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Economic uncertainty 55 years ago, too

September 28, 2013
Editorial , Adirondack Daily Enterprise

We stumbled across this Enterprise editorial when answering an email about our archives. It's from April 16, 1958, by Jim Loeb, who (along with Roger Tubby) owned this paper at the time. It's interesting to see what has and hasn't changed.

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The debate continues - just debate

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As nothing - or very little - continues to be done about the economic circumstances of the moment, every day's budget of Associated Press stories contains a fair sampling of opinions on tax cuts, public works, lengthened compensation, etc.

One interesting analysis is sent to us from a Saranac Lake summer visitor. It is included in the bulletin of one of the big Wall Street brokerage houses. We quote a few snatches of it:

"Ike is running the risk which proved fatal back in the 1930s - that of giving too much weight to those indications of business improvement which appear in any downturn and too little to those indications that the downturn is getting worse. What to do is of course a matter of interpretation - if Ike's interpretation proves right, he's going to be a hero, but, if it proves wrong, that bull market we are looking for will be cancelled.

"Washington's uncertainty about what it wants to do has had a depressing psychological effect - quite a few businessmen don't think tax cuts would do any good - when you get down to it they don't seem to think anything would do any good. ...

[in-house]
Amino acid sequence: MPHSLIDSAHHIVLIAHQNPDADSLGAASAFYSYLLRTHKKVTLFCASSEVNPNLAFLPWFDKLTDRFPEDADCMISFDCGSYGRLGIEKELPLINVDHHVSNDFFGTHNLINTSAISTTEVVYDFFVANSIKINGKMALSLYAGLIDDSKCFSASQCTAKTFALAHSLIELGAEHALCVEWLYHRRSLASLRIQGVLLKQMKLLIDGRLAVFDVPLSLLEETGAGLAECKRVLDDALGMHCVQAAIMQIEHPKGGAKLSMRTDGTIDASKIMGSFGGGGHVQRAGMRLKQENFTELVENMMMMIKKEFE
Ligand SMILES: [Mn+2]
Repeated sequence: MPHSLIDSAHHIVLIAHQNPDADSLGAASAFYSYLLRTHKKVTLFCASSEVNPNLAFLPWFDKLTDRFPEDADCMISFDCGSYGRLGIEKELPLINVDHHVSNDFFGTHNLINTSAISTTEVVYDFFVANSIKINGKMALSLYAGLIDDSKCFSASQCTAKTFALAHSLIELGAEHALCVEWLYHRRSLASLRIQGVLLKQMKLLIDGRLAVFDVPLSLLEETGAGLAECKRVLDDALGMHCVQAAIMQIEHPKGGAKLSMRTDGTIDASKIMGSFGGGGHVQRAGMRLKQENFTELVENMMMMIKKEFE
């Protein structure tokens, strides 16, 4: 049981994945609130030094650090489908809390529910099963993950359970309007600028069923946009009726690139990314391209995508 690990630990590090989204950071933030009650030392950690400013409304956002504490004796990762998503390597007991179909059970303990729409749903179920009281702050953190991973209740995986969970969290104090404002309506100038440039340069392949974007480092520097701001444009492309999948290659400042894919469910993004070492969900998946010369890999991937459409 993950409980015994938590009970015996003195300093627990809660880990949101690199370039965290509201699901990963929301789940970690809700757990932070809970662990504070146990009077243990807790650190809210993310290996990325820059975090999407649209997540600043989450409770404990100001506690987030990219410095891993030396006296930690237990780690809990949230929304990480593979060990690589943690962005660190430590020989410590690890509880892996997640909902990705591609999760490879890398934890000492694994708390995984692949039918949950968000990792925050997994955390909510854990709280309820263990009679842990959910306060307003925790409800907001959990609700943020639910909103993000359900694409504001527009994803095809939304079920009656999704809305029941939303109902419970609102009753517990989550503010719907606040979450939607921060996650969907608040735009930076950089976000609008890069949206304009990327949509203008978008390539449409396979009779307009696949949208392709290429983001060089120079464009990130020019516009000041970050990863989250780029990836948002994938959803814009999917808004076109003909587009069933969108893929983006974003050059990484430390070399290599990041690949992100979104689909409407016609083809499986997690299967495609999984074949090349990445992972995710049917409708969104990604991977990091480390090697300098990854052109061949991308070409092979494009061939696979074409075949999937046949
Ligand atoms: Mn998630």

"In this writer's opinion, there isn't anything which couldn't be mended if prompt decisive action is taken soon ..."

Amen.

-J.L.

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The recession of 1958 was real, the first since World War II, although it was a puddle compared to the swamp of recent years. Many other things were different, too. In 1958, Americans were coming down from an economic high, as well as a high for tax rates. Now the unemployment rate is creeping slowly down from a high of 10 percent four years ago, tax rates are much, much lower, and the federal government is running trillion-dollar annual deficits. Also, Wall Streeters then had nowhere near the political power they do now.

The similarities are also striking. Then, as now, Congress and the president were debating without deciding together. Now, as then, some want the government to step out of the way of big business, and others want the government to step up and do more for those down on their luck. Now, as then, most Americans feel that unified leadership down one of those paths might be better than the gridlock that gives us campaigners instead of leaders.

Public approval of Congress has been below 20 percent all year, as low as it's been in the 40 years such polls have been taken. It's pretty universally agreed that gridlock is the reason. More people feel like they're not getting the results they deserve from the leaders they elected. Meanwhile, as the rich get richer and spend more on lobbying, more Americans worry about the collusion and of financial and political powers.

But the divide in Congress also reflects a wider political gulf that's grown between ordinary Americans. More and more, they're getting their news and opinions from different sources, agreeing on fewer things as fact and accepting more radical interpretations.

There's a congressional election coming up next fall, and we hope Americans will be ready to move past ideological infighting and vote for people who will keep the common good in mind and work hard to improve the country, compromising as needed.

North Country Congressman Bill Owens is generally pretty collaborative, moderate, independent and hard working, but too few are like that.

"Washington's uncertainty about what it wants to do has had a depressing psychological effect" - that was written after Washington had only been uncertain a few months since the initial downturn, rather than seven years. It's time to work together and lift that depression.

 
 

 

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